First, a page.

Shi’s dialectic is important for reframing China’s experience with the West. It defies the trope of a “national humiliation” under Western colonialism. Instead of portraying China as a victim of foreign oppression, Shi presents China as an interlocutor with the West. For him, there was no century of “humiliation,” only a century of “encounter” where both China and the West evolved as a result of their contact with one another. This unfolding of the universal history pushes China toward a higher “synthesis”—one that requires modern China to join the community of nations in a rule-based international order, and to liberalize its internal governance.
As the book draws to a close, Shi Zhan reasserts the liberal characterization of the end of history, only this time with China at the forefront of the historical dialectic. China, he argues, must become a “world-historical” nation—a nation that seeks not its own glory and domination but that recognizes its critical role in advancing human freedom. For Shi Zhan, this world-historical mission must become China’s special providence.
A Unique Brand of Liberalism
The Hub offers a unique brand of liberalism, and the liberals in China are not quite sure what to make of it. While some have celebrated the book, others are concerned that Shi has leaned too far into China’s nationalism. Their skepticism is understandable: At first sight, Shi’s argument appears to be nationalistic, and his narrative does not hinge on the acceptance of liberal values. It also plays on the patriotism of Chinese people by giving China a special role in world history. However, the core of Shi’s argument is that China should transcend nationalism and adopt a universalistic national identity. Any careful reader should recognize the liberal message beneath his narrative.
The Hub also distinguishes itself from other liberals’ treatments of the same with insight into constitutional formation. Due to state censorship and restrictions of academic research, Chinese liberals have struggled to propose openly an institutional pathway for China’s liberalization. As a result, their vision for a liberal China often seems unpractical and idealistic. But buried in the last chapter of The Hub is a little paragraph where Shi Zhan hints that he might have an institutional pathway in mind. “The goal of China’s modernization is constitutionalism,” he writes. Constitution-making will not be easy. It must give equal recognition to all ethnicities in the country while maintaining the state’s unity. It must allow the people to participate in government while ensuring the functionality of daily politics. Most importantly, he adds, constitutionalism must be realized in a historical process where people can learn the art of self-government. Shi’s description of this constitution is obscure to evade censors, but one is left wondering whether he has something tangible in mind that he’s yet to debut.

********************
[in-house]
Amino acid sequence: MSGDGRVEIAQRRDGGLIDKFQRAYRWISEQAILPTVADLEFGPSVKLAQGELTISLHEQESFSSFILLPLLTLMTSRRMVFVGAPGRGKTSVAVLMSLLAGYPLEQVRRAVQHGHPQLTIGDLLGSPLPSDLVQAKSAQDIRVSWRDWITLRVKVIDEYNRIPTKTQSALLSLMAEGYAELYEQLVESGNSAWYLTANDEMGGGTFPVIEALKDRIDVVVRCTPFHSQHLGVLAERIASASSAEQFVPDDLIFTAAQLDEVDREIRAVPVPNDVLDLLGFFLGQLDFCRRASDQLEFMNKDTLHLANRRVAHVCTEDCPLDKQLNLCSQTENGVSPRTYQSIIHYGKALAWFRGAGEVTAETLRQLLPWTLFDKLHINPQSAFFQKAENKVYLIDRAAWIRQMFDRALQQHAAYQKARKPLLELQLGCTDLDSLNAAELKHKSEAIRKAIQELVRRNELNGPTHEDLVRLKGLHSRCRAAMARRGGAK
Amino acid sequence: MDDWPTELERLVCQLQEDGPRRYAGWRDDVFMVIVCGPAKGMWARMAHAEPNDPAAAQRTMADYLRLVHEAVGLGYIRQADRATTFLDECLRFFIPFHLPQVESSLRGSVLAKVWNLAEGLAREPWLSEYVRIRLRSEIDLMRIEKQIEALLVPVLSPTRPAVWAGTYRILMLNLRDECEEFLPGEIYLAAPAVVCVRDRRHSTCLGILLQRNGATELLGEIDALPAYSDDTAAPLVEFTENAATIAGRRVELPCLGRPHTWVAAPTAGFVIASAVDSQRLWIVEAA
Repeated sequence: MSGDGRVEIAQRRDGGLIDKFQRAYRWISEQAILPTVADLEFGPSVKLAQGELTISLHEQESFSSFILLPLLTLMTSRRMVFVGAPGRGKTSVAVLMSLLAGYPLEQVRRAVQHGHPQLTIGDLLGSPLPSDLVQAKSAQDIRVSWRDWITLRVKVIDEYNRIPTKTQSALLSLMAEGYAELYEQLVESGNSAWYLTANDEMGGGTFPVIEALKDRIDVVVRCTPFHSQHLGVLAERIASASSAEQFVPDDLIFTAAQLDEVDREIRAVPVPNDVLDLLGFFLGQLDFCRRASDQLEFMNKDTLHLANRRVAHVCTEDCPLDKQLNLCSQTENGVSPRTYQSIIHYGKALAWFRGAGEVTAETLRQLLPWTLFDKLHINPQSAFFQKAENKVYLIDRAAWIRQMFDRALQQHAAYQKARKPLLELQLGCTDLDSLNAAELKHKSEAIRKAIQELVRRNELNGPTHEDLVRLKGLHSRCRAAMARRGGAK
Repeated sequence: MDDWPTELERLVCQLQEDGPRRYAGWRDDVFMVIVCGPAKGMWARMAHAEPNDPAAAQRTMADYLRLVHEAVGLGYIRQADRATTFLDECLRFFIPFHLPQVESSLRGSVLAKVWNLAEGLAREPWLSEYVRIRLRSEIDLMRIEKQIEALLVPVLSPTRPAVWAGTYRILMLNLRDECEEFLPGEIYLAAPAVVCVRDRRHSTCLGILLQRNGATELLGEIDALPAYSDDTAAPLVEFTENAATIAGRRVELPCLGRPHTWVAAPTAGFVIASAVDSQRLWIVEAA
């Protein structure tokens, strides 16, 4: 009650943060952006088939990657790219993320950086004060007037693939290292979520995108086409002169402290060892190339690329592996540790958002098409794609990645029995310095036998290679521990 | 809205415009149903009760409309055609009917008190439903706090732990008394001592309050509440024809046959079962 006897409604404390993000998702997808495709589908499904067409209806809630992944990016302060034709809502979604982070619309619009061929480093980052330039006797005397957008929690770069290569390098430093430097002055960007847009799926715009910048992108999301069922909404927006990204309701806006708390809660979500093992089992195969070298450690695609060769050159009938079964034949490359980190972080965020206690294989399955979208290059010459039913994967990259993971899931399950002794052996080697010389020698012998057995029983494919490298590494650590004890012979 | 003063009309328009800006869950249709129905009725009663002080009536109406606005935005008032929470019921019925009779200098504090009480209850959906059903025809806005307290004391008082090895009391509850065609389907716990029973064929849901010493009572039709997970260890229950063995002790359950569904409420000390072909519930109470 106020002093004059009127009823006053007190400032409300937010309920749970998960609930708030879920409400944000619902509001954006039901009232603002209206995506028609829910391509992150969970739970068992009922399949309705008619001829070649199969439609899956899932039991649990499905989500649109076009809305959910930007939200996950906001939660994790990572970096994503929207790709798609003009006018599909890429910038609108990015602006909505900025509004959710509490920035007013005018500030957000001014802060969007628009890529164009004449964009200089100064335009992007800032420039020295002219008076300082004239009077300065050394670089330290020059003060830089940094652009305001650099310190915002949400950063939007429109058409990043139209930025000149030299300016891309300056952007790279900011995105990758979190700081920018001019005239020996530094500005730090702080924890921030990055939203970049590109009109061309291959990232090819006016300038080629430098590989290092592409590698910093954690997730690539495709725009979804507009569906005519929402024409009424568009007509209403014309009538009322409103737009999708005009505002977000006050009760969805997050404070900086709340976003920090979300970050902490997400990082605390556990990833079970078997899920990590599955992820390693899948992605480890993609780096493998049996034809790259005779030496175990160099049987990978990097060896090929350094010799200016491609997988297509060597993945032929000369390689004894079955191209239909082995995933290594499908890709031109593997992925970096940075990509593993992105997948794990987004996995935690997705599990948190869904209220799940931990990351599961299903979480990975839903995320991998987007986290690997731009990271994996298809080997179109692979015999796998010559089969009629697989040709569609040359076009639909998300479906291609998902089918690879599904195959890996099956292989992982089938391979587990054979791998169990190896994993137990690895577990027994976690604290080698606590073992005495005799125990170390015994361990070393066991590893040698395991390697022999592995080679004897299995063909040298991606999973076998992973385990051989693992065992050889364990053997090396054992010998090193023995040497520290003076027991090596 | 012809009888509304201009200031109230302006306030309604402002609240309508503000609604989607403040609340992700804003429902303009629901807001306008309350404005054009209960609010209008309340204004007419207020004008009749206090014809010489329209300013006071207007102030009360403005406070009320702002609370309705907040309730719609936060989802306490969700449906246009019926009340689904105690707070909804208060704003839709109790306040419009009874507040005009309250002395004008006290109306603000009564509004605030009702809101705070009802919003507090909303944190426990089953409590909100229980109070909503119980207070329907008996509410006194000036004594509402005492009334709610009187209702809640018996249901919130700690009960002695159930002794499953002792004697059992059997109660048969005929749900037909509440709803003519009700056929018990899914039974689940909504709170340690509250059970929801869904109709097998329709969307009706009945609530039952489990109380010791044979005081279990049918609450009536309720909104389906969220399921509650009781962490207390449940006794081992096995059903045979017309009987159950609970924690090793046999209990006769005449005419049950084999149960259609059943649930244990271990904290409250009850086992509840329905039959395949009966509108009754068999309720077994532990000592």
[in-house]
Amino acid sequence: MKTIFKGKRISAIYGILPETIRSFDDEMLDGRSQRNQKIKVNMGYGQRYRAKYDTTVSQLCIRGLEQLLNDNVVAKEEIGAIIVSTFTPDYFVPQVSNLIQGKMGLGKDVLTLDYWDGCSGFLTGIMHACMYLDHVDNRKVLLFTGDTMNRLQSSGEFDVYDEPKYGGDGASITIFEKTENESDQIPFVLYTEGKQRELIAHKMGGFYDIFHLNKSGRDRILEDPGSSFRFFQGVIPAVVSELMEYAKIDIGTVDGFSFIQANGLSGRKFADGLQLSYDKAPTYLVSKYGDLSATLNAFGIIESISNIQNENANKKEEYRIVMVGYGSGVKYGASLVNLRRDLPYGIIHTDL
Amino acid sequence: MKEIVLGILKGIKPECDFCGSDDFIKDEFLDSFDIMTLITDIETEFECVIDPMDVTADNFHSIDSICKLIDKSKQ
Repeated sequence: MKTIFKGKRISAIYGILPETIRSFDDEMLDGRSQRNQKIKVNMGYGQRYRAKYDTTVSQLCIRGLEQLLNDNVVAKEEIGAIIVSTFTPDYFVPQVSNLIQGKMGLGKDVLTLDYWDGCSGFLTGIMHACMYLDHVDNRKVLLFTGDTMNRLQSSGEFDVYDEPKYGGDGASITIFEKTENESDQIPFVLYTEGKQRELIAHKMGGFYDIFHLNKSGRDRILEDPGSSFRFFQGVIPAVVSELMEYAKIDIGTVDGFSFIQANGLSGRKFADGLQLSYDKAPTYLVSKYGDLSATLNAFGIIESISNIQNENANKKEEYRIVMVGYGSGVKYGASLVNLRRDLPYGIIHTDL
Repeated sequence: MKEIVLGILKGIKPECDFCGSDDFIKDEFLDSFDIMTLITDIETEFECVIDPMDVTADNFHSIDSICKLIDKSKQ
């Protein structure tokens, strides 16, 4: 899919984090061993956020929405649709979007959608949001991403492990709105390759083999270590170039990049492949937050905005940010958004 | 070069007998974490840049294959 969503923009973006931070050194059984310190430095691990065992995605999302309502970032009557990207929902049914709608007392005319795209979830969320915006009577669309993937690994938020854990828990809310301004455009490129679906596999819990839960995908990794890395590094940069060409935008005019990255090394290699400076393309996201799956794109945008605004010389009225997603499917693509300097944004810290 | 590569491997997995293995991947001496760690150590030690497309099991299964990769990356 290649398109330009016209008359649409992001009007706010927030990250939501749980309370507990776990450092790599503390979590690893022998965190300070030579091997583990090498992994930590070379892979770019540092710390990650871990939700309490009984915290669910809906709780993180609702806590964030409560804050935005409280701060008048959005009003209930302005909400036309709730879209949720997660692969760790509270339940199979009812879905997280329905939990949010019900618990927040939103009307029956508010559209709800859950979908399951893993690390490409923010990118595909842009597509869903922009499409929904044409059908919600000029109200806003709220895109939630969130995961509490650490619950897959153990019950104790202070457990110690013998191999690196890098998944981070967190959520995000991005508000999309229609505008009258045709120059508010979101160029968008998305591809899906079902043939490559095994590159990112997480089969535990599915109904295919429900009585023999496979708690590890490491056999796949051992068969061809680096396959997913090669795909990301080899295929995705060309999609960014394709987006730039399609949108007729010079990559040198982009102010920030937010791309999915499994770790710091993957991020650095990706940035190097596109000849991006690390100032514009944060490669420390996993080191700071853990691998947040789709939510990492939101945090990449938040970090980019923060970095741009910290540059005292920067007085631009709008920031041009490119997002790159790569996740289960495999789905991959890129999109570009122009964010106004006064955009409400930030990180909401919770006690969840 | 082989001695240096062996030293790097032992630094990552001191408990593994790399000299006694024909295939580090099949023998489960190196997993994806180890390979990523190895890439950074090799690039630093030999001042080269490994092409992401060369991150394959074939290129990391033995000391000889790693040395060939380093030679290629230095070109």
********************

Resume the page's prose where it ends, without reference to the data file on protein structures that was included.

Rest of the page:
Since the book’s publication in 2018, The Hub has sold 420,000 copies, with a second print edition in the works. In contrast to the lukewarm reaction from the academia, the book has gained wide popularity among Chinese entrepreneurs, c-suite executives, students, and technocratic bureaucrats. Its success signals its appeal to ordinary Chinese people. With its newfound prominence, China is looking for an identity—and not everyone is satisfied with what Xi Jinping has to offer. For these Chinese, Shi Zhan has given them an attractive alternative for their nation’s future.
Nancy Yu is the Research Assistant at the Center for Strategic Translation. She can be reached at email@example.com.
Image: Vice Premier Deng Xiaoping greets the American public at a rodeo, 1979
Simonton, Texas. (Meridian International Center)